Game: Blink Rogues
Genre: Action, Arcade
System: Nintendo Switch (also on Steam)
Developer|Publisher: Fox Dive Studio | Ultimate Games
Age Rating: EU 7+ | US Everyone
Price: US $9.99 | UK £8.99 | EU € 9,99
Release Date: May 7th, 2021
Review code provided with many thanks to Ultimate Games
Take to the Skies
Blink Rogues is a top-down shooter that plays like a shmup. Being the space shooty bang bang fan I am, I’m always intrigued when another game comes along to have a crack at the formula. Blink Rogues offers a variety of modes for single and multiplayer. The main focus of the experience seems to be on the latter, something which not a lot of space shooters do. Was this a risk worth taking? Let’s jump into another video game spaceship and see how high this ship flies next to the competition.
Since I went into this game solo I jumped first into the story mode. Here, small static art pictures and text boxes give little story snippets before you start each level. You play as Lucious, a rebellious pilot who has been called in to help to take down the bad guys whilst also looking for his brother. Translation: shoot the enemy ships and win the day. There’s not a lot of depth but it doesn’t feel like it’s really needed. Before you begin the story the game offers a tutorial to help you get to grips with the flight mechanics and weapons.
When you start a level you notice the screen is split in two vertically. Enemies constantly spawn between the two screens. The main hook of the game is that you can warp your ship between two screens by pressing a trigger button. Your ship automatically shoots standard shots at whatever is straight in front of it. You can move your ship about freely as well as press a button to flip the ship 180 degrees and shoot behind. You also have three special weapons with limited shots like a yellow shotgun which fires a short-range wide burst, red rockets which fire a long-range explosive and a purple laser that can take down several enemies in one vertical beam.
The colour coding is important as it can be used to take down specific enemies with the appropriate colour shield. The ammo is limited but enemies often drop more supplies so I usually found I could spam these weapons as much as I wanted. One doesn’t favour every situation so it’s sensible to mix up your shooty tactics regularly to take down enemies as quickly as possible. If you play the game in story mode the main aim is to take out as many enemies as possible in order to gain up to three stars and progress to the next level.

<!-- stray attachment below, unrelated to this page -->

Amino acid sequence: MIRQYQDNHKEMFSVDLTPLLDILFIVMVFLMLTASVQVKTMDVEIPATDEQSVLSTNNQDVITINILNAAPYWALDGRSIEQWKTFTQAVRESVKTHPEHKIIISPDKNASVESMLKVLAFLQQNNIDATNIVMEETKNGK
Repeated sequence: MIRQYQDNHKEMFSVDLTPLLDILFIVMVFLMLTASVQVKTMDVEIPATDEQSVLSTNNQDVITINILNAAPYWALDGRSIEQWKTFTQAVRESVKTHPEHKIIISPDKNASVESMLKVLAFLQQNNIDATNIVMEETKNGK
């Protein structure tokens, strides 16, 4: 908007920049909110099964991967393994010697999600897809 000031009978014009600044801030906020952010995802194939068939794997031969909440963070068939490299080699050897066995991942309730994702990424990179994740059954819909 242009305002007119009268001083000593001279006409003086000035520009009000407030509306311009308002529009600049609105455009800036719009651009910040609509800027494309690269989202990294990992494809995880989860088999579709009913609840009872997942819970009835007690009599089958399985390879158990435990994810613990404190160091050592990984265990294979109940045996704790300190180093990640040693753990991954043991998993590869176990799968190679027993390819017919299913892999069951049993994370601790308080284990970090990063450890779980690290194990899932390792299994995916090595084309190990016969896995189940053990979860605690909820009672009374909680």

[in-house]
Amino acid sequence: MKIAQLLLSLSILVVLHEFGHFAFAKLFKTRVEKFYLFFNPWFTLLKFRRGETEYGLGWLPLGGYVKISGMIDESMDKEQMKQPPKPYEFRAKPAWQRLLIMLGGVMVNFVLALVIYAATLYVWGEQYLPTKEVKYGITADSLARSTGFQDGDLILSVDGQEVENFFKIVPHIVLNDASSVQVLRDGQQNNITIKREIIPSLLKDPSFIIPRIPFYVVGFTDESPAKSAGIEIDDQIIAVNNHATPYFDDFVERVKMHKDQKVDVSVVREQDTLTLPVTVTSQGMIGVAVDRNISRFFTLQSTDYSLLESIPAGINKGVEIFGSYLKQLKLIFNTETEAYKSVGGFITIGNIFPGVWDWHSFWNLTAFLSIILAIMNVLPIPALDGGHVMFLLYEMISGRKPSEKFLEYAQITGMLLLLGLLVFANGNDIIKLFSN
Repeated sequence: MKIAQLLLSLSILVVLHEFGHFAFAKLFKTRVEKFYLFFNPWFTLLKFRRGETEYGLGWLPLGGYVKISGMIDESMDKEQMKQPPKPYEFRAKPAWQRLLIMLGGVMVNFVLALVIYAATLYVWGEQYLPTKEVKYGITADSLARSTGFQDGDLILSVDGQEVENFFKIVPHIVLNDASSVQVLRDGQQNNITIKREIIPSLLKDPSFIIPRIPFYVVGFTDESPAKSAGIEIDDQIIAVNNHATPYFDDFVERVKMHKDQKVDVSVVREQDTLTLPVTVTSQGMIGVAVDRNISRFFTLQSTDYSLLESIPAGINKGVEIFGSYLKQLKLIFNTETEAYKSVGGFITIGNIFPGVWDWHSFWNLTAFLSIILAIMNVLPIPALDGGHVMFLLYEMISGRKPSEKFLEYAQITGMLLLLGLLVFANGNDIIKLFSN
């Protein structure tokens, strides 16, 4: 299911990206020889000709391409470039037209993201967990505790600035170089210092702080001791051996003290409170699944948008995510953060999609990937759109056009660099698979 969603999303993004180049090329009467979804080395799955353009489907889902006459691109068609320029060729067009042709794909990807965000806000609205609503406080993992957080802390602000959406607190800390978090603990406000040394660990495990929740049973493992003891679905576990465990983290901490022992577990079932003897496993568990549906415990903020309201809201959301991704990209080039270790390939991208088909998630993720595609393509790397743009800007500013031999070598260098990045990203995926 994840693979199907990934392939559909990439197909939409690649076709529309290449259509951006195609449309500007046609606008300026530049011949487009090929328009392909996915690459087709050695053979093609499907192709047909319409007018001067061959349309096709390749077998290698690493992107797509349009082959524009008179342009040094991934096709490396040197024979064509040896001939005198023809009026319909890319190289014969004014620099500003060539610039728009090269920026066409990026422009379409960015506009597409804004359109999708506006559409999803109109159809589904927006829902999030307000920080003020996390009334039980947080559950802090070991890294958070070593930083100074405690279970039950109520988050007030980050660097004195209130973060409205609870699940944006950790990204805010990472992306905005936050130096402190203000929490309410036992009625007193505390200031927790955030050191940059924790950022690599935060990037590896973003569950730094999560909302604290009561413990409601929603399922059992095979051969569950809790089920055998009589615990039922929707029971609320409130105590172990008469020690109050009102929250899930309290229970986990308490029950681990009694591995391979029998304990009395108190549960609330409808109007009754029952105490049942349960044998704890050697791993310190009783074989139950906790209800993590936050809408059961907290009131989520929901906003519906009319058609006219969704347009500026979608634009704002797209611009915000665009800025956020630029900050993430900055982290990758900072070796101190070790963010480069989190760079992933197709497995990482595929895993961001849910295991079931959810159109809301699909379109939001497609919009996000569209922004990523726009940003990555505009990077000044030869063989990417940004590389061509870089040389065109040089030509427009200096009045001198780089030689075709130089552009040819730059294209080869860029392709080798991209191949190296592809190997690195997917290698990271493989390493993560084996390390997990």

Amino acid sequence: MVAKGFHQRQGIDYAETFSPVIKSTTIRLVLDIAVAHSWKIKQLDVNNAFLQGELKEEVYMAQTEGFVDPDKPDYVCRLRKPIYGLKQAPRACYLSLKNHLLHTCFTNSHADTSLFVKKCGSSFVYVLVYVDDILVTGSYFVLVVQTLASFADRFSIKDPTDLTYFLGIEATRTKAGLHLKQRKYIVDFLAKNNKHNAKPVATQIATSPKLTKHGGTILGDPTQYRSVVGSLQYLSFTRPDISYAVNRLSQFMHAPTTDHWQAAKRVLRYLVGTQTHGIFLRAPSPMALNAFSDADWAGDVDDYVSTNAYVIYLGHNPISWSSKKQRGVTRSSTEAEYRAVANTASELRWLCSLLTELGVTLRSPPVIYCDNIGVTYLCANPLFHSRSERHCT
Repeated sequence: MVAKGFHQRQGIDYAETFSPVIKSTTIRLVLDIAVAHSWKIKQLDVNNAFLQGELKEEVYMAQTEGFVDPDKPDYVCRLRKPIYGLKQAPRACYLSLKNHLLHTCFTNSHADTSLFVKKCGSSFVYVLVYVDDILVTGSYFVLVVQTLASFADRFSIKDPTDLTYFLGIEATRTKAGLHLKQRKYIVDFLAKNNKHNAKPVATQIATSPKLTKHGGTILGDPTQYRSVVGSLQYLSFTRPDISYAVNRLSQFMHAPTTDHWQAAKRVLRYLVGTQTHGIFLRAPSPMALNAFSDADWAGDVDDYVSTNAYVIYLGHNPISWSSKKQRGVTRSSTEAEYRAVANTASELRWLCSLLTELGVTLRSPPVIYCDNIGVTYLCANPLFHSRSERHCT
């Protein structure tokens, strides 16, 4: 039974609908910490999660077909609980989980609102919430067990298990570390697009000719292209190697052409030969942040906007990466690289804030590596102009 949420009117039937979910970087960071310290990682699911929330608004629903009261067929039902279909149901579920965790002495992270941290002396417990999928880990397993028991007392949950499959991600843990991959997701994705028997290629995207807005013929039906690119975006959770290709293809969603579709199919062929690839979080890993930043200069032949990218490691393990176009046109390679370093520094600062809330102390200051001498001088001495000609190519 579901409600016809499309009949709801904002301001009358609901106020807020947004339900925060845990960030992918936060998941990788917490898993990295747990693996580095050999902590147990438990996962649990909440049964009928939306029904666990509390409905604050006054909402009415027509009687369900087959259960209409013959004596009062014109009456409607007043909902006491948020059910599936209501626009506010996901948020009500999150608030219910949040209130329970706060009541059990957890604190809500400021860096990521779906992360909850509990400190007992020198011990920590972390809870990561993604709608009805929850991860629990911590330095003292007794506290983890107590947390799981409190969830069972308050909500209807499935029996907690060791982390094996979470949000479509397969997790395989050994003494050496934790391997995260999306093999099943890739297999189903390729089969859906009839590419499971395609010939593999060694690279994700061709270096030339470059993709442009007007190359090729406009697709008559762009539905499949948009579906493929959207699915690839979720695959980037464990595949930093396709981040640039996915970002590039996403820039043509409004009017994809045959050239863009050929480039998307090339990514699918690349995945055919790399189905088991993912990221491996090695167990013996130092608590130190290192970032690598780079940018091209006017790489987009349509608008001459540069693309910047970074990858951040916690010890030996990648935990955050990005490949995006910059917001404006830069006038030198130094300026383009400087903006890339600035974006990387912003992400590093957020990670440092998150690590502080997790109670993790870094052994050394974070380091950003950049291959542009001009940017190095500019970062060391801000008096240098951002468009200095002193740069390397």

The story mode feels overly challenging. To gain a single star you need to destroy at least 40% of all enemies in the levels, which sounds reasonable but your ship feels underpowered and very slow. Enemies are constantly spawning on both screens and it’s quite hard work manoeuvring your ship to the right position and screen and then using the right weapons to clear all the enemies.
If you die, you respawn after a set amount of time, usually meaning you’ll miss the opportunity to remove more enemies. It took me multiple attempts to gain enough stars to progress to the next level making the process feel tedious and boring. It feels the experience would be better if it just let you play all ten levels and chase a high score instead of repeating the same tedious process over and over.
If you play the game in multiplayer mode the aim is to score more points than your enemy ship within 5 minutes. You can play this mode using AI bots (of three difficulty settings) but this feels like an experience best enjoyed with another human player if you can. But if you wanna kick back and watch the video gameplay itself you can actually watch two AI bots go at it and just place your bets I guess. It seems like a silly addition but I kinda like it when developers add stuff like this. Hey, sometimes one wants to watch a game and not play it.
What I did like about the versus mode is that you can totally mess with your opponent and warp to their screen and shoot them down, temporarily halting their ability to score points. I can see this possibly ending friendships if you’re lucky enough to play it with a good friend or future nemesis. The game also offers a tournament mode which I was unable to try since you need at least one other human player to enjoy it and the game doesn’t offer online multiplayer.
The game makes use of low poly 3D ships which look a little rough around the edges. The backgrounds are kind of bland and the enemy ships are just your usual assortment of simple ship designs. It’s all serviceable but nothing about the art style makes the experience stand out from the space shooter crowd.
Blink Rogues does release at an appealing budget price but its bland story mode was not enough to hold my attention for very long. The ideal setting for playing this game is going to visit that old gaming buddy on a nice summers day. Propping the switch up on a table, throwing a controller at a friend (don’t hurt them) and having some competitive fun. This game seems like it will be fun for a few rounds and those gaming memories may last a lifetime for both of you. But if you opt to go solo it’s likely you’ll lose interest pretty quickly.
Conclusion – Blink and You’ll Miss It
Blink Rogues has some good ideas for a space shooter but it’s generally let down by its slow and unrewarding gameplay. It’s possible some patching could improve the ship controls and just make the weapons pack a proper punch but in its current form, it’s just not a very good experience. It might be worth picking up to play the multiplayer mode with a friend but otherwise, this is not a ship you need to fly any time soon.
Final Verdict: I’m Not Sure